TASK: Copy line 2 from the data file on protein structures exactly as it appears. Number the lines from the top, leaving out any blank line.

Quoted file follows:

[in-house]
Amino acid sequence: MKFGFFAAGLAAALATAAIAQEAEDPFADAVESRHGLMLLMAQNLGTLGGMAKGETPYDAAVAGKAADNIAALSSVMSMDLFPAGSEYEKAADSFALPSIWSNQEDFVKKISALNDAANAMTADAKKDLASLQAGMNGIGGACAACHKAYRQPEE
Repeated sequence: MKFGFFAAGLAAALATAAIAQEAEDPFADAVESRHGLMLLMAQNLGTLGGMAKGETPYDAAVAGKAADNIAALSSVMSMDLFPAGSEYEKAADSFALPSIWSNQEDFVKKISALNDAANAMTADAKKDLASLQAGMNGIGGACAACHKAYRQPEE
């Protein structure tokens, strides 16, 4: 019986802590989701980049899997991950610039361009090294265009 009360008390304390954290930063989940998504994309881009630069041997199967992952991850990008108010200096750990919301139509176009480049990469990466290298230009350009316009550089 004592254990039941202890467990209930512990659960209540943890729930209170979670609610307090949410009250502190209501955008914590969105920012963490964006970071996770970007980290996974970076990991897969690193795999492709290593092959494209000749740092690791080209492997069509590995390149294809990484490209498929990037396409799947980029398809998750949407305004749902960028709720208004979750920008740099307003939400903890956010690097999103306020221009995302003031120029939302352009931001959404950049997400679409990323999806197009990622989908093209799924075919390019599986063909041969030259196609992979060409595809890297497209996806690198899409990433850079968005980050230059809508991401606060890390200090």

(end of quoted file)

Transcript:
Amino acid sequence: MKFGFFAAGLAAALATAAIAQEAEDPFADAVESRHGLMLLMAQNLGTLGGMAKGETPYDAAVAGKAADNIAALSSVMSMDLFPAGSEYEKAADSFALPSIWSNQEDFVKKISALNDAANAMTADAKKDLASLQAGMNGIGGACAACHKAYRQPEE